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When an unmarried couple has a child in Texas, paternity must be established before other legal rights over the child can be exercised by the father. Any dispute involving the interests of the child, including child support, child custody and child visitation will depend on establishing the father’s paternity. This is true for both a man attempting to prove paternity and a man attempting to challenge an alleged paternity. Proving the true paternity of a child is extremely important, both emotionally and legally. If you are in Texas and are having a dispute over paternity, an experienced paternity lawyer can assist you. Jeff Anderson has over 20 years of experience handling complex family cases and has helped hundreds of parents with paternity issues.
Texas Describes Potential Fathers in Different Ways for Paternity Suits
When paternity is not completely clear there are four different categories that a man, and potential father, could fall in. It is legally important to determine which category is relevant because it may shift which party has the burden of proof. Burden of proof is important because whoever has it is has to prove their points, not the other way around. That’s why it is important to retain legal counsel from a paternity attorney with a history of handling cases like this. The four ways Texas might categorize you in a paternity case are:
Alleged Father – An alleged father is a man who is alleged to be the father but does not appear on the birth certificate, has not signed any document acknowledging that he is the father and has not been deemed to be the father by any Court decision. In this case, it would be the person who is alleging the man’s paternity that has the burden of proof. That party would have to prove in Court that the man alleged to be the father actually is the father. This is often done by a DNA test. In the case of an alleged father, the first legal action will be a suit to determine parentage.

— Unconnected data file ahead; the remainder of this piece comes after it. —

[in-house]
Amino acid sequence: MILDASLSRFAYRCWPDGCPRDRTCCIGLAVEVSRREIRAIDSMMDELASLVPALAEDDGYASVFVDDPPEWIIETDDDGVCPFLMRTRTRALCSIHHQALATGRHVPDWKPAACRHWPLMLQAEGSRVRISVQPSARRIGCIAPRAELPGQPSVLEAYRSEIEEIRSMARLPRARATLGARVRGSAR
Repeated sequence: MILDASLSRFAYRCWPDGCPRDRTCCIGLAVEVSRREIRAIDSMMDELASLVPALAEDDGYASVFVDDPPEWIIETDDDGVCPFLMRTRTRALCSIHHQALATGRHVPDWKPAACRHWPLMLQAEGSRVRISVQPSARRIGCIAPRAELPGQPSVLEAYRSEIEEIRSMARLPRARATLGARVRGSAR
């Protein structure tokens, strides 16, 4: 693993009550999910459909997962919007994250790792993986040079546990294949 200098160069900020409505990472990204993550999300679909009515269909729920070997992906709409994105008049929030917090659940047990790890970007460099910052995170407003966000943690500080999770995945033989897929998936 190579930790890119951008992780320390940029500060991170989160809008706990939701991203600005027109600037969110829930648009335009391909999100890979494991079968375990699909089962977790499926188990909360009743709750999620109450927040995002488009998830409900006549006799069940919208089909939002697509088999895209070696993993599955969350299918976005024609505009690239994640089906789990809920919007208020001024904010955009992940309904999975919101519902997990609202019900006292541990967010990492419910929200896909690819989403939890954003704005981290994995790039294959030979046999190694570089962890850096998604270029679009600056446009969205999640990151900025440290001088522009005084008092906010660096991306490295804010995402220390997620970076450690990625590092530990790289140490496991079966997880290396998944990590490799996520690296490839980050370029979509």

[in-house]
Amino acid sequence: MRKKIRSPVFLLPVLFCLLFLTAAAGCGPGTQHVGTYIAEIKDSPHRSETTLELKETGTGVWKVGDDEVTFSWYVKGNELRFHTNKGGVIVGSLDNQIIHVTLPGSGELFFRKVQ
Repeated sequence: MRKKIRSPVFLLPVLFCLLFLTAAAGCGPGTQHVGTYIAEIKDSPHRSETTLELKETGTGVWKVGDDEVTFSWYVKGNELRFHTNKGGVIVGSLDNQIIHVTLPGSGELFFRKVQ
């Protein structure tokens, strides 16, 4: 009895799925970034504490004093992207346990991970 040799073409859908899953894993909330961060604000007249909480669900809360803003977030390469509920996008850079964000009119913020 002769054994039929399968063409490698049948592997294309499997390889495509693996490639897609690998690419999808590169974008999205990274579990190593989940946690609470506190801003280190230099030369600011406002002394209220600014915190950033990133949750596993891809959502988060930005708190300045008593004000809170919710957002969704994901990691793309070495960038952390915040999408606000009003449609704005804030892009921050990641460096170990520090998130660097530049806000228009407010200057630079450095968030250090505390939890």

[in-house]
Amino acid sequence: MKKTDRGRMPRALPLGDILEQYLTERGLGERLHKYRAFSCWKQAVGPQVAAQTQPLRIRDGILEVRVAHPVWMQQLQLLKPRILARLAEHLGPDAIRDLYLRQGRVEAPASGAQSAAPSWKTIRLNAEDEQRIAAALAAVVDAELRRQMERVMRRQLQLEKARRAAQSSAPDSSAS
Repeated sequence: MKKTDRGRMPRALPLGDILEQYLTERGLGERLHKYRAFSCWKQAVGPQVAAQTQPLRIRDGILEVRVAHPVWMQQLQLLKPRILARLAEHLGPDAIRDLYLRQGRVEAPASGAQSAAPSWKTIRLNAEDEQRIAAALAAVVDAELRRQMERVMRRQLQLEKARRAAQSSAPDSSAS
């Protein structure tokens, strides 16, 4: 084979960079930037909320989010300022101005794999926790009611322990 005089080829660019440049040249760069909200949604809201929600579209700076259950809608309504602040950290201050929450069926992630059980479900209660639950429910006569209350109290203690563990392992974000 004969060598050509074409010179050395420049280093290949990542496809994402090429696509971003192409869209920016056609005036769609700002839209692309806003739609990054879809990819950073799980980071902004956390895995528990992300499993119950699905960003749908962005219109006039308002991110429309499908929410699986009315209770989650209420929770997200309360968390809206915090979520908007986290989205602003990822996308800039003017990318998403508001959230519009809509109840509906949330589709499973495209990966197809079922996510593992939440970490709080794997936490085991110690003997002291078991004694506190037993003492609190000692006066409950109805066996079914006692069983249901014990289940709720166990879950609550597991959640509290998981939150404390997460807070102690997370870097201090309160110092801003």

Presumed Father – A presumed father is a man who is legally presumed to be the father of a child usually because of an existing relationship. For example, if a married women has a child, her husband is legally presumed to be the father of that child. This is a rebuttable presumption, and the man could file a Suit Affecting the Parent Child Relationship (SAPCR) to attempt to prove he is not the father of the child.
Acknowledged Father – A man who signs a legal document called an acknowledgement of paternity’ may create a legal relationship with the child. This document is filed with the state of Texas and is considered legally binding. However, just as in the case of the presumed father, it is possible to challenge this document in court.
Adjudicated Father – This is the man who has been determined by the court to be the father of a child. Typically this is the result of a prior paternity lawsuit. It is possible for an adjudicated father to challenge this status in court, but it is extremely difficult.
Contact An Experienced Texas Paternity Attorney
Uncertain paternity is important to resolve for all parties involved. Jeff Anderson is an experienced paternity lawyer who understands the legal issues surrounding paternity in any circumstance. If you have any questions about paternity in Texas or family law in general, contact Jeff Anderson today. He will sit down with you and listen to your story and see what he can do to help you with paternity in your case.